Drop a dynamic table

To drop a dynamic table, you can use either Snowsight or SQL commands.

Snowsight
  1. In Snowsight, open the dynamic table details page (instructions).

  2. On the More menu in the upper-right corner of the page, select Drop.

SQL
  • Use the DROP DYNAMIC TABLE command.

    For example, to drop the dynamic table named product:

DROP DYNAMIC TABLE product;
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Understanding the effects of changes to columns in base tables

The columns in the base tables, views, and underlying dynamic tables can change over time. Some changes can affect the dynamic table itself; others may have limited or no impact.

When the underlying objects associated with a dynamic table change, the following behaviors apply:

Change

Impact

  • New column added.

  • Existing unused column removed.

None. If a new column is added to the base table or an unused column is deleted, no action occurs and refreshes continue as before.

  • Underlying base table is recreated with identical column names and types.

  • Underlying base table column is recreated with the same name and type.

Full refresh/reinitialize: During the next refresh cycle, a full refresh is done to ensure that no incorrect or stale data is in the dynamic table.

  • An underlying column or other element used by a dynamic table changes in name or in some other way.

The state of the dynamic table changes to FAILING. The dynamic table must be recreated to respond to the change. For more information about dynamic table states, see Dynamic table states.

Dynamic table limitations and supported functions

Dynamic tables differ from traditional tables in that certain query constructs and functions are not allowed. Additionally, search optimization, clustering, and the query acceleration service (QAS) are not supported. The following sections describe these limitations.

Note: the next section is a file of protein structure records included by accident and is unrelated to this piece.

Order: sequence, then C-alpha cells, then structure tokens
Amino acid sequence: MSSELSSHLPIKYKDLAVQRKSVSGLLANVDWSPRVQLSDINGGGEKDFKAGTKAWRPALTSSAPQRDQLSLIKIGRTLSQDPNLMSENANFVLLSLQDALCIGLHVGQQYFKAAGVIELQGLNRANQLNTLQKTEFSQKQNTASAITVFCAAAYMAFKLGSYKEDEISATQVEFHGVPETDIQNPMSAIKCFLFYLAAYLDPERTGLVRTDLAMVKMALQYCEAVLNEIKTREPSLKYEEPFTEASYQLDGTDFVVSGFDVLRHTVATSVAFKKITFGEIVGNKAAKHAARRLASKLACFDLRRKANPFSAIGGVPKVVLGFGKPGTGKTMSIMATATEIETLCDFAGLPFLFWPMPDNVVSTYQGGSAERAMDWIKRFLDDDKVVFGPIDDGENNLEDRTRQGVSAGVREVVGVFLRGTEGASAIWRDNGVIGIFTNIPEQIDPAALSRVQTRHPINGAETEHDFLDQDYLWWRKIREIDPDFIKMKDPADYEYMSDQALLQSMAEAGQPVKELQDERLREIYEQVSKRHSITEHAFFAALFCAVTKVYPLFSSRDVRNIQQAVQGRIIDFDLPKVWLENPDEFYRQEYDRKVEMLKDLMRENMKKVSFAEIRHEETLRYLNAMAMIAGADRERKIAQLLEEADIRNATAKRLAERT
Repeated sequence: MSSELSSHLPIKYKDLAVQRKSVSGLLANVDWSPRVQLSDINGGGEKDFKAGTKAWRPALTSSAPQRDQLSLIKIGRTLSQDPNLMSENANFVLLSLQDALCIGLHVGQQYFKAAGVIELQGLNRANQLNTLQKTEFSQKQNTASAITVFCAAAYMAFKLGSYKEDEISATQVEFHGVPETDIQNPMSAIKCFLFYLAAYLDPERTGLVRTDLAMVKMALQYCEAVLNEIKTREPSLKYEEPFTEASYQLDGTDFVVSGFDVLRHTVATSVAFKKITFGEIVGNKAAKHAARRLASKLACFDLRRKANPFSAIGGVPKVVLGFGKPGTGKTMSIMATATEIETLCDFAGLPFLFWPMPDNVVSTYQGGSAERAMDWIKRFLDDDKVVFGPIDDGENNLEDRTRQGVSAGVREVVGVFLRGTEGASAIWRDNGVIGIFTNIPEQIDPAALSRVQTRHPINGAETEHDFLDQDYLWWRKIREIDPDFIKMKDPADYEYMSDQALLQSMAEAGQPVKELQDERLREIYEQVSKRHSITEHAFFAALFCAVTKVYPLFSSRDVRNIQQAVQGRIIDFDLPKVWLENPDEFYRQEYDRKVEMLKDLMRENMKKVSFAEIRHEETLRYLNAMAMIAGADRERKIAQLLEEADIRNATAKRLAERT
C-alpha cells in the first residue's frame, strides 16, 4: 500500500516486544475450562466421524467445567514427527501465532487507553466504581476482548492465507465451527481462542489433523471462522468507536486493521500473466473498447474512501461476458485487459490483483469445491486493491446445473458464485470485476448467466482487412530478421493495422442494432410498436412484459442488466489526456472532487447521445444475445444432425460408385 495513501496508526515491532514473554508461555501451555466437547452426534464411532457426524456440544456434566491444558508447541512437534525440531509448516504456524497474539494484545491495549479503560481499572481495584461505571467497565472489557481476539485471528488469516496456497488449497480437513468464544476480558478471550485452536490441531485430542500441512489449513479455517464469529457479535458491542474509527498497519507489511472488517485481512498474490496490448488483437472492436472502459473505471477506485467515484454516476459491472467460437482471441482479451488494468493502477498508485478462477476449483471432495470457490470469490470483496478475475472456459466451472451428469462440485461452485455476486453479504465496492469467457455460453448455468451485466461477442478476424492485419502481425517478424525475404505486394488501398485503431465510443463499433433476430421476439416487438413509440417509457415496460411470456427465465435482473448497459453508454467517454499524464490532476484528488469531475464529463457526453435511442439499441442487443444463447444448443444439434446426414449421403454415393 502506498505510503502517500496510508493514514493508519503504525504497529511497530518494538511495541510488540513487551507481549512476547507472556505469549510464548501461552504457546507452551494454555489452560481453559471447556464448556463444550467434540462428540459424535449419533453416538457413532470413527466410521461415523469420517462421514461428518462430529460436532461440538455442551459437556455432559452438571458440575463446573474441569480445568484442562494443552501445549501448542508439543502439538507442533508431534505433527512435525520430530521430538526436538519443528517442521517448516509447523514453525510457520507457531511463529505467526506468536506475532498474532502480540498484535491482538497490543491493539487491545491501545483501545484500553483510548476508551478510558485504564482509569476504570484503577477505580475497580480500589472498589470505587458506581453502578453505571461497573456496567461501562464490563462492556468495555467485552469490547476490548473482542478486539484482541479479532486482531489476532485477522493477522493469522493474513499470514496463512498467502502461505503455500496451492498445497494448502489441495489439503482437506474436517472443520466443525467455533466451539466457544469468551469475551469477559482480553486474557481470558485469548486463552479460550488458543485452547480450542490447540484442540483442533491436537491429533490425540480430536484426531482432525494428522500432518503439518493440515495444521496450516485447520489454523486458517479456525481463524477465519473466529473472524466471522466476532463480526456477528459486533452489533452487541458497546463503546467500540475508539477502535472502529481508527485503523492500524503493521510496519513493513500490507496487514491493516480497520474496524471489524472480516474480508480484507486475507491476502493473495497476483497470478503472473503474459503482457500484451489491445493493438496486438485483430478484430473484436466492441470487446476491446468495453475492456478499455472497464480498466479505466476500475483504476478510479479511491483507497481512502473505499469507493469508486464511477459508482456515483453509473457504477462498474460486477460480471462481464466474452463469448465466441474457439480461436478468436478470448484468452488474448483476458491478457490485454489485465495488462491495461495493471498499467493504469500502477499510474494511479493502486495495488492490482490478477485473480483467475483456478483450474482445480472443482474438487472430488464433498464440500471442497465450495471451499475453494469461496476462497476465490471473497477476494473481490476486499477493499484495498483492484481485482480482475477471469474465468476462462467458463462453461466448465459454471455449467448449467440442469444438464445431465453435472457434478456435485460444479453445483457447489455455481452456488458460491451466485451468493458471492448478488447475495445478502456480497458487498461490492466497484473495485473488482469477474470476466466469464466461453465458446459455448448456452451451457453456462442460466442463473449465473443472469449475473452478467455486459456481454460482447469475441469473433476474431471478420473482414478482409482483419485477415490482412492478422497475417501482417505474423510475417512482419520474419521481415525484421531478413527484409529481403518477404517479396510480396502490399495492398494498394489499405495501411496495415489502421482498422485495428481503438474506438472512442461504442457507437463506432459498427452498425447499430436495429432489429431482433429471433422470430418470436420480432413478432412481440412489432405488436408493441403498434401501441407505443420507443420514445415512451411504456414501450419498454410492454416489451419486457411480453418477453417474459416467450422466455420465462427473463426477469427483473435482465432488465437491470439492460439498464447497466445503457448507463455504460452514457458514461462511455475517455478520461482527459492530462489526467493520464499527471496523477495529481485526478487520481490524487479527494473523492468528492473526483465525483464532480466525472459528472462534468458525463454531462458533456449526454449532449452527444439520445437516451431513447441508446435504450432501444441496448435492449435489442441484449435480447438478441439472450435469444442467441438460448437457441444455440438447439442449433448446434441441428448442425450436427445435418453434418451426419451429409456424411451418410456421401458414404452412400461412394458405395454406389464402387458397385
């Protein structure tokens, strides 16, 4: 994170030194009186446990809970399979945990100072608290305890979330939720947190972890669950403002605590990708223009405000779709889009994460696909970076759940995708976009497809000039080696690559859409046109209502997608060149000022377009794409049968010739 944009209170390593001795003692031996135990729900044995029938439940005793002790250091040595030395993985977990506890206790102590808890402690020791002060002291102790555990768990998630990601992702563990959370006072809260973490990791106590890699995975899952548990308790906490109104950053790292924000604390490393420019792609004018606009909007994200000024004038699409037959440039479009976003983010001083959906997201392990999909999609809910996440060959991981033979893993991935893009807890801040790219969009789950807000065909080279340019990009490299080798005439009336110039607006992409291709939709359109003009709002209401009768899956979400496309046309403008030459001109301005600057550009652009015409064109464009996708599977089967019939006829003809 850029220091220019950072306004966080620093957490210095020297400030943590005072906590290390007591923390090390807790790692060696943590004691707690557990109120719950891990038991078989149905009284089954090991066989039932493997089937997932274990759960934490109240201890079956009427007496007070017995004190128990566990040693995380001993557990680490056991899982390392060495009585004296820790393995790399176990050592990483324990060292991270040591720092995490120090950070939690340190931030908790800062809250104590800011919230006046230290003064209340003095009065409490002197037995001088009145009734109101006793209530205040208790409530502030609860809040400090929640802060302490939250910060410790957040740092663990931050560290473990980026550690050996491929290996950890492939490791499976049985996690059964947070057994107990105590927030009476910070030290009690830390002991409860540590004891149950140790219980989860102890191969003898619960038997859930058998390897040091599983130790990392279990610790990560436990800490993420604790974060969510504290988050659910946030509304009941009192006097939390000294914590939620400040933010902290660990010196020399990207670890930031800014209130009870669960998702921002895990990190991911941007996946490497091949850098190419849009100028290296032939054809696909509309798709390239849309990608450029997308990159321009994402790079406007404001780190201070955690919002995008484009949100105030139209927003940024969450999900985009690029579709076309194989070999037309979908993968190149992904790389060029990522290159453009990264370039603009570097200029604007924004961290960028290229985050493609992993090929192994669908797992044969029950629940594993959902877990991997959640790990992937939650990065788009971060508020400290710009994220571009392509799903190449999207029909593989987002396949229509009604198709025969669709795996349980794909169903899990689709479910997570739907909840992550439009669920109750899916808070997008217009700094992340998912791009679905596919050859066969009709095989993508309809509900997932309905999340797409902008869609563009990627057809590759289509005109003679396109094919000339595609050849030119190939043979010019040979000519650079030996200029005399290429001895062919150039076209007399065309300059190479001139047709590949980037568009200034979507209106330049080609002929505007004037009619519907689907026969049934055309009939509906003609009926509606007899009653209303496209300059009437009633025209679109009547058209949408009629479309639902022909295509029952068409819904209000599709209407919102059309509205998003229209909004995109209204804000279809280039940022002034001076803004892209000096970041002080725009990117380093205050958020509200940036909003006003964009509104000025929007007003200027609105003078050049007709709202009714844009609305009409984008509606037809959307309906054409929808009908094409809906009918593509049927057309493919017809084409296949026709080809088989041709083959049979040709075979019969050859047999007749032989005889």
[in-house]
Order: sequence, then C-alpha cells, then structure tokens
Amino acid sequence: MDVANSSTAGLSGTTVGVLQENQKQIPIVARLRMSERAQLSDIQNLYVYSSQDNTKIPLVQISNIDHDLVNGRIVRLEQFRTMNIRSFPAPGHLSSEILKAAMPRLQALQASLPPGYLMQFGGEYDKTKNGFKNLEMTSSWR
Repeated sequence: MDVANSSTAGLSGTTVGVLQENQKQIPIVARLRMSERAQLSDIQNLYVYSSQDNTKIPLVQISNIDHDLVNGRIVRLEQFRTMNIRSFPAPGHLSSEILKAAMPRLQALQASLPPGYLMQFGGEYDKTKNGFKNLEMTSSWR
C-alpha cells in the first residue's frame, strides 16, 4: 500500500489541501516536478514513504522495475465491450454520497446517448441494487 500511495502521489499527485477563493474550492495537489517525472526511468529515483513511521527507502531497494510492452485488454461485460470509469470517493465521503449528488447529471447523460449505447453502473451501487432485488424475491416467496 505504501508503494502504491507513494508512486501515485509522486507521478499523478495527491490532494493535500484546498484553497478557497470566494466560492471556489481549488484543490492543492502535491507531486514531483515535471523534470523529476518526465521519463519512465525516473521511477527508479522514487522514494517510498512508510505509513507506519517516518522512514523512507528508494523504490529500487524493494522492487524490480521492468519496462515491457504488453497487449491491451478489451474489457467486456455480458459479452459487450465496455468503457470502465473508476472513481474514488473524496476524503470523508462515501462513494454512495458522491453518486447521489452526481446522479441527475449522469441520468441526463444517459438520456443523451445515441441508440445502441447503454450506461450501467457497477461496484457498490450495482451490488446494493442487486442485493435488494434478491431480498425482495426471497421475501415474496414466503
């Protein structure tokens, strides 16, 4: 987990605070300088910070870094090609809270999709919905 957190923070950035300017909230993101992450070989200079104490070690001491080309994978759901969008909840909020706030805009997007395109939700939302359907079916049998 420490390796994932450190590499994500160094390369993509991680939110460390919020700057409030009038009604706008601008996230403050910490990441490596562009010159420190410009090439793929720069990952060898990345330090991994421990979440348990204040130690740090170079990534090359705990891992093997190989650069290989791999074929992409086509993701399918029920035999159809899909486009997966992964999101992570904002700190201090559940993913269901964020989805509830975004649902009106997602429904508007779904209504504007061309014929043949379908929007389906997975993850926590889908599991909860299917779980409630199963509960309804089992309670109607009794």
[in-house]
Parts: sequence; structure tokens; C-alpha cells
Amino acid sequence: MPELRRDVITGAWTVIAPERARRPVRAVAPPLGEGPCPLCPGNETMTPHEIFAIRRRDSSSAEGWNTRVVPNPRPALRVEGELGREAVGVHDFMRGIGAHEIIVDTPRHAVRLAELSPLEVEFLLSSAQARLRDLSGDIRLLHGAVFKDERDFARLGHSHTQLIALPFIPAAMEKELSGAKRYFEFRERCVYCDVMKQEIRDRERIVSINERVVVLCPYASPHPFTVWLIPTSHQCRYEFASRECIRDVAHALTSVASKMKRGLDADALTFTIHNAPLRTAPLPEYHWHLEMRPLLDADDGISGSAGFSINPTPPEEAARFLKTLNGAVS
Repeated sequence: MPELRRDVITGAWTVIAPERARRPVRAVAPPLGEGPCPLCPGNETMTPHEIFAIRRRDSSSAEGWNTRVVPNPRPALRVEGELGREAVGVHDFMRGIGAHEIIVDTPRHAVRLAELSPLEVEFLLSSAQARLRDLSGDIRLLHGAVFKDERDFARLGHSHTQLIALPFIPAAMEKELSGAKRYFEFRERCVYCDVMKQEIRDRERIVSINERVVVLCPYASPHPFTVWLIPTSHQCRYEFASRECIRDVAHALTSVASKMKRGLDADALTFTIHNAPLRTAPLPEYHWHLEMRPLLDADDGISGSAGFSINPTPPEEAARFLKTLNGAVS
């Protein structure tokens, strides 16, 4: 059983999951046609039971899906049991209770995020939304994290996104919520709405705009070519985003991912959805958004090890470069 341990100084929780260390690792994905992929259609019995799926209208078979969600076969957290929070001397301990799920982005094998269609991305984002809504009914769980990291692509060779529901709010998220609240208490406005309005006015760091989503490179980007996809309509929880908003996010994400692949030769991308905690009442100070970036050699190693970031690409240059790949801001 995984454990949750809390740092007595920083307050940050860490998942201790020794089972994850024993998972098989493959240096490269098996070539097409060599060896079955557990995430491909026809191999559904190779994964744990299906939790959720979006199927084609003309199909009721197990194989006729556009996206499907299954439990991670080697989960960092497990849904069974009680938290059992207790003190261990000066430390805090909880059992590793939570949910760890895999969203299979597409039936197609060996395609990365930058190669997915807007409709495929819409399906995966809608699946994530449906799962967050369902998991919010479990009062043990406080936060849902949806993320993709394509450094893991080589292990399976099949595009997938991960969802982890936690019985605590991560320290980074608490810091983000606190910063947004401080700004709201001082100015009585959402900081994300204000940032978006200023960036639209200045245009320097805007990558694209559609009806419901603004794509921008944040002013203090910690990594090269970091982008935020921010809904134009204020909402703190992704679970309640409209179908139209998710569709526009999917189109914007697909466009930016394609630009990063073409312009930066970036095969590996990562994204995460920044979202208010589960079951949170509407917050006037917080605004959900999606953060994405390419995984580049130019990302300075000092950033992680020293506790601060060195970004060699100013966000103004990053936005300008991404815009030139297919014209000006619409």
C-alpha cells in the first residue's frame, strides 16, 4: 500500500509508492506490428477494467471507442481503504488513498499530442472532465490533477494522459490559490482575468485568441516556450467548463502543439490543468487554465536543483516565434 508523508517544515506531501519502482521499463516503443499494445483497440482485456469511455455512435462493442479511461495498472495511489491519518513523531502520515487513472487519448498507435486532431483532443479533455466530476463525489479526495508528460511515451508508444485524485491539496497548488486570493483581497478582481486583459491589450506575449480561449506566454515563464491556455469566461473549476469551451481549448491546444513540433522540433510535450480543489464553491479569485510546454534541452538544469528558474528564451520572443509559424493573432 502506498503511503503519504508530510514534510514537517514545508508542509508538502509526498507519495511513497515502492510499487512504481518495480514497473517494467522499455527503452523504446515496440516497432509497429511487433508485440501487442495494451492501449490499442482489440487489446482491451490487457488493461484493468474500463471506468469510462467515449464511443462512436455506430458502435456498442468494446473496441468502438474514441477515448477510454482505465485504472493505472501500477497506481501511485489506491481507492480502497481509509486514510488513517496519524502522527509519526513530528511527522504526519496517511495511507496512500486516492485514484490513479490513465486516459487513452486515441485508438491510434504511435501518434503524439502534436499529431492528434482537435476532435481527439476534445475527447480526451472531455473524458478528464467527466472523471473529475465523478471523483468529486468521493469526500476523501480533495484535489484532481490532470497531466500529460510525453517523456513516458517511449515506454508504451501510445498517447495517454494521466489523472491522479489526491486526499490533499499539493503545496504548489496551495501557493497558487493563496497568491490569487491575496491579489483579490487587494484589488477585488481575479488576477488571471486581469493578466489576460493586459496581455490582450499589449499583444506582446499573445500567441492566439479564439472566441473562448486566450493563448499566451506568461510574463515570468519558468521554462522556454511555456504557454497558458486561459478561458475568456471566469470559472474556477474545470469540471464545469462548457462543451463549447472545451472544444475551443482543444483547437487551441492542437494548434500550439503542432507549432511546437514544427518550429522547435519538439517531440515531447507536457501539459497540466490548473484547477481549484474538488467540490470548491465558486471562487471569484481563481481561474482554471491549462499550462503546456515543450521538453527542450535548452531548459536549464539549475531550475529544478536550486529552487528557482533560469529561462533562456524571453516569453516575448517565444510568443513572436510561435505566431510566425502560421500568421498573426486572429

Query constructs not currently supported in dynamic tables

The following constructs are not currently supported in the query for a dynamic table. If you specify these in the query for a dynamic table, an error occurs.

Non-deterministic functions supported in dynamic tables

The following non-deterministic functions are supported in dynamic tables. Note that these functions are only supported for full refreshes.

Dynamic tables and change tracking

Dynamic tables are updated as underlying database objects change. Change tracking must be enabled on all underlying objects used by a dynamic table.

Snowflake will attempt to enable change tracking on all underlying objects when a dynamic table is created. However, the user creating the dynamic table might not have the sufficient privileges to enable change tracking on all underlying objects.

To avoid errors when refreshing dynamic tables, use SHOW VIEWS, SHOW TABLES, and similar commands, and examine the CHANGE_TRACKING column to determine whether change tracking is enabled for a specific database object.

Use ALTER TABLE, ALTER VIEW, and related documentation to enable change tracking on a specific database object.